The last weeks, days and hours before the IPO were dramatic. The first IPO attempt needed to be called off because the order books were not full. For the second date, results looked a little better. But it was not clear until the morning of the day if the IPO would be successful. So, when the stock exchange employee announced the first stock price of 12.30 EUR, the relief for management was huge. With a ring of a bell, DFV raised 55 million USD.

I, personally, was happy to be present and part of this insurtech success story. A small insurer from Frankfurt seized the moment, using tools and tactics that were against all traditional rules to prepare an IPO, helped across the finish line by a supportive community of international insurance and insurtech professionals.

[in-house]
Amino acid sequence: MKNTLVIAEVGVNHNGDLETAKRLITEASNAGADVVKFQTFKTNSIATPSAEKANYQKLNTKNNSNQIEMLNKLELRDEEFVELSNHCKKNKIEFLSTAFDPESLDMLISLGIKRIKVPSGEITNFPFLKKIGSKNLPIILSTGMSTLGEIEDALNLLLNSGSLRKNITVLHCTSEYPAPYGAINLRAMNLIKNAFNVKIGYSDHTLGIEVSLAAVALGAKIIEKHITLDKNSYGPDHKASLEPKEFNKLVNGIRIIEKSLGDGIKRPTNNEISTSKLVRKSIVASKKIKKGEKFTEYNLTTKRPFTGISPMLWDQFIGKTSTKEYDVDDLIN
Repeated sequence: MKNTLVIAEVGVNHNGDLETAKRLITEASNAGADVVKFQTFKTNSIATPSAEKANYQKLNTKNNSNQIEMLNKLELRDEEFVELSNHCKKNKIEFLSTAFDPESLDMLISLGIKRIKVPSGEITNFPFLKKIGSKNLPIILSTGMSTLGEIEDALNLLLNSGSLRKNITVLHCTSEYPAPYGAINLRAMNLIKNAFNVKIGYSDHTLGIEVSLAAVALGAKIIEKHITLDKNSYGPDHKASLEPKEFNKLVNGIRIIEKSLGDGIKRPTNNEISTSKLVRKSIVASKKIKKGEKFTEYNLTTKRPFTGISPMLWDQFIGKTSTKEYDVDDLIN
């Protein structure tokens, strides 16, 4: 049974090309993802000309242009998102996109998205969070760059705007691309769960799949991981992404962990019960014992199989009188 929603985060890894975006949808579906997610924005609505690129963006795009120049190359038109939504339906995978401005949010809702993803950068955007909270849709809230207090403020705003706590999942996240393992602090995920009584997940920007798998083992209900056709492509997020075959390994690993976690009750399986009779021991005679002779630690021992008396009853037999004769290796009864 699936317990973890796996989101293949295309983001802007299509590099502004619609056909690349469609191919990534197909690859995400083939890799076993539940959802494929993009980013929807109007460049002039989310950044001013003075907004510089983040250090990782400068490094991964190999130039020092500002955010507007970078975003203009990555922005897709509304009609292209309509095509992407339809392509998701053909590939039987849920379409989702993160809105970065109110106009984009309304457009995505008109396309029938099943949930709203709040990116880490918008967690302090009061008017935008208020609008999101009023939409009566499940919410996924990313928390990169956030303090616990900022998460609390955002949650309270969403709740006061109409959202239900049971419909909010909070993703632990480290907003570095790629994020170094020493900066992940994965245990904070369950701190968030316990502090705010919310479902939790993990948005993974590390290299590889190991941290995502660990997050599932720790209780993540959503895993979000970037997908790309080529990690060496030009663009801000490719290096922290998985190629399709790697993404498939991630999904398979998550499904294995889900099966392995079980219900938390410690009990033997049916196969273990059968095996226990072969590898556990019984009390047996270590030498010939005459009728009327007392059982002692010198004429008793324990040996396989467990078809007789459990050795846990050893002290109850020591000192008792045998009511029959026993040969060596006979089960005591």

Now the company focuses on delivering on its promises.

Handling Transition to a Public Company

In any given year, many private companies are evaluating the potential transition from private to public ownership. An initial public offering (IPO) comes with a myriad of financial and operational concerns, ranging from public disclosure requirements to additional regulatory/compliance infrastructure, to confidentiality and trade secret concerns. One potentially under-appreciated area for consideration, for those companies considering an IPO, is directors’ and officers’ liability insurance (D&O). Recent claims trends and the March 2018 U.S. Supreme Court’s decision in Cyan emphasize the need to approach the D&O insurance topic with great diligence, and to obtain maximum protection for a company and its key executives. In our experience at Aon, key D&O topics for careful review include the following: